Interdisciplinary Applied Mathematics

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order of magnitude is reported. Even though the inlet Mach numbers of

о


d


II


О


d


II


X


<D



x


CD



H


CD


«D


Y (No Slip Flow)



E-7«


<D


Y (Slip Flow)


FIGURE 5.9. Temperature profiles in a pressure-driven channel flow for continuum and rarefied flows    as    a function    of    Mach    number.    The top    row    shows    the


insulated channel,    and    the    bottom    row    shows    specified    heat    flux    that    counter


balances the viscous heating effects, so that overall, dTs/dx = 0, and therefore there are no thermal creep effects; Re = 1.0 and Pr = 0.7.


the flows    are    very    small,    exit    Mach numbers    up    to M =    0.70    have    been


observed. For such situations, the flow in the microchannels cannot be assumed incompressible, and thus the above analysis will not be strictly valid. In general, it is theoretically inconsistent (Aoki, 2001) to use the incompressible flow model with slip boundary conditions caused by rarefaction but the analysis here is meant to highlight approximately the heat transfer effects.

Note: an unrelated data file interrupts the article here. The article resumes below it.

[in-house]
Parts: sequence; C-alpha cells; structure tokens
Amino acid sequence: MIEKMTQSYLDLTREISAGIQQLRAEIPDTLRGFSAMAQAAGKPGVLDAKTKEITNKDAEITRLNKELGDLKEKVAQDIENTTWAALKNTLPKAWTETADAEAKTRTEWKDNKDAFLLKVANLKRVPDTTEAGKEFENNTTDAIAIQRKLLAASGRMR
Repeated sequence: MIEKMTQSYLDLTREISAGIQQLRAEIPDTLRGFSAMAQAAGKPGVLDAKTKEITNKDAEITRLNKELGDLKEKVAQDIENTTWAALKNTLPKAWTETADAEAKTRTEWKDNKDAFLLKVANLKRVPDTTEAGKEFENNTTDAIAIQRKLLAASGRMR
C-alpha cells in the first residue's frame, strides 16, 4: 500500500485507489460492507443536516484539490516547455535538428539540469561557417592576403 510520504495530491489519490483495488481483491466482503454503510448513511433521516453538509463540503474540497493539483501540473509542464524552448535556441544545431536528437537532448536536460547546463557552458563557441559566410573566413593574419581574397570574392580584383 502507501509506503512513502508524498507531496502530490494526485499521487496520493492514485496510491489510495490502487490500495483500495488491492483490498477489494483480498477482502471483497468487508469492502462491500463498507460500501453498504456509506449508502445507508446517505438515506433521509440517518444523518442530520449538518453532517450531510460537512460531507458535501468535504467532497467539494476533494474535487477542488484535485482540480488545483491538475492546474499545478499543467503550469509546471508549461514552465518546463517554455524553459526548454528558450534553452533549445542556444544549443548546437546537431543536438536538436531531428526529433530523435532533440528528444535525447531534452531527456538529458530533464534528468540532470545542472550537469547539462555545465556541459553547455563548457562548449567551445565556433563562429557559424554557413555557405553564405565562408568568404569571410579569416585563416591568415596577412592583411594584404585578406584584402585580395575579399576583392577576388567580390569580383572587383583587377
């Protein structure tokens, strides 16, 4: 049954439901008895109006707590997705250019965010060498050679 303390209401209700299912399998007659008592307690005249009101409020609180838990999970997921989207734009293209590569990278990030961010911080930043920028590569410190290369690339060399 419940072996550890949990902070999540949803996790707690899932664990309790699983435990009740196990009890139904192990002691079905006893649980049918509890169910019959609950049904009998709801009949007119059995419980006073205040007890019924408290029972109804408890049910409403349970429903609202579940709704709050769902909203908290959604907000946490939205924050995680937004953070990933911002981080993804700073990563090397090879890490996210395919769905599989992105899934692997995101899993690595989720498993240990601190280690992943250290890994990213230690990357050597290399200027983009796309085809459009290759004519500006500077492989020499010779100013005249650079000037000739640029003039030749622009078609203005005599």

5.4-2 Force-Driven Flows


It is    possible    to drive    channel flows    using a    body    force.    The    force-    and


pressure-driven flows are hydrodynamically similar. In either case, the pressure gradient or the force field will be balanced by the viscous shear on the channel walls,    and    for    compressible flows    part    of    the    force    will    be    used to accelerate the fluid in the streamwise direction. However, the two driving forces are very different at the microscopic level. The external force accelerates individual particles, while the pressure gradient induces a collective flow (Zheng et al., 2002). The energy equation for these two cases also shows some differences. For example, the pressure creates a cooling effect by flow expansion (the first term on the right-hand side in equation (2.7)), while the body force affects the kinetic energy of the sytstem (Panton, 1984). For pressure-driven compressible flows the expansion cooling negates the viscous heating (last term in equation (2.7)), while viscous heating may play a crucial role in force-driven flows.

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